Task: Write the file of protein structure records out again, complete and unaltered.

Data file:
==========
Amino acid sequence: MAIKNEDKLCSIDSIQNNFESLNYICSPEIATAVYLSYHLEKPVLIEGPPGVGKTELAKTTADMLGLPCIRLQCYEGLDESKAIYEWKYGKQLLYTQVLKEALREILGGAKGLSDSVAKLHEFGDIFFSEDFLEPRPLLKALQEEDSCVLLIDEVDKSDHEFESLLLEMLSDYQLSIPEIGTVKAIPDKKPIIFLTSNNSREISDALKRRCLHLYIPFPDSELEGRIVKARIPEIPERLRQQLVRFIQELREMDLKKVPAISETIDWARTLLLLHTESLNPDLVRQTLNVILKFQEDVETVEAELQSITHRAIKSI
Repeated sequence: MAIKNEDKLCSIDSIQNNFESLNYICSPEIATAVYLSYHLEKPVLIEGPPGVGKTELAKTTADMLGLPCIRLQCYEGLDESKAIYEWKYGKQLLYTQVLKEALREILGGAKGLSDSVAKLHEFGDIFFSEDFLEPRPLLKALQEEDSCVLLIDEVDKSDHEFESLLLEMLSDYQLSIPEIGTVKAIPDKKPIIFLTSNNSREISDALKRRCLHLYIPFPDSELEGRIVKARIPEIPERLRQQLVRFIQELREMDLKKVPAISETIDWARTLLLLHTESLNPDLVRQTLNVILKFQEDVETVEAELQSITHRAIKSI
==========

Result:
Amino acid sequence: MAIKNEDKLCSIDSIQNNFESLNYICSPEIATAVYLSYHLEKPVLIEGPPGVGKTELAKTTADMLGLPCIRLQCYEGLDESKAIYEWKYGKQLLYTQVLKEALREILGGAKGLSDSVAKLHEFGDIFFSEDFLEPRPLLKALQEEDSCVLLIDEVDKSDHEFESLLLEMLSDYQLSIPEIGTVKAIPDKKPIIFLTSNNSREISDALKRRCLHLYIPFPDSELEGRIVKARIPEIPERLRQQLVRFIQELREMDLKKVPAISETIDWARTLLLLHTESLNPDLVRQTLNVILKFQEDVETVEAELQSITHRAIKSI
Repeated sequence: MAIKNEDKLCSIDSIQNNFESLNYICSPEIATAVYLSYHLEKPVLIEGPPGVGKTELAKTTADMLGLPCIRLQCYEGLDESKAIYEWKYGKQLLYTQVLKEALREILGGAKGLSDSVAKLHEFGDIFFSEDFLEPRPLLKALQEEDSCVLLIDEVDKSDHEFESLLLEMLSDYQLSIPEIGTVKAIPDKKPIIFLTSNNSREISDALKRRCLHLYIPFPDSELEGRIVKARIPEIPERLRQQLVRFIQELREMDLKKVPAISETIDWARTLLLLHTESLNPDLVRQTLNVILKFQEDVETVEAELQSITHRAIKSI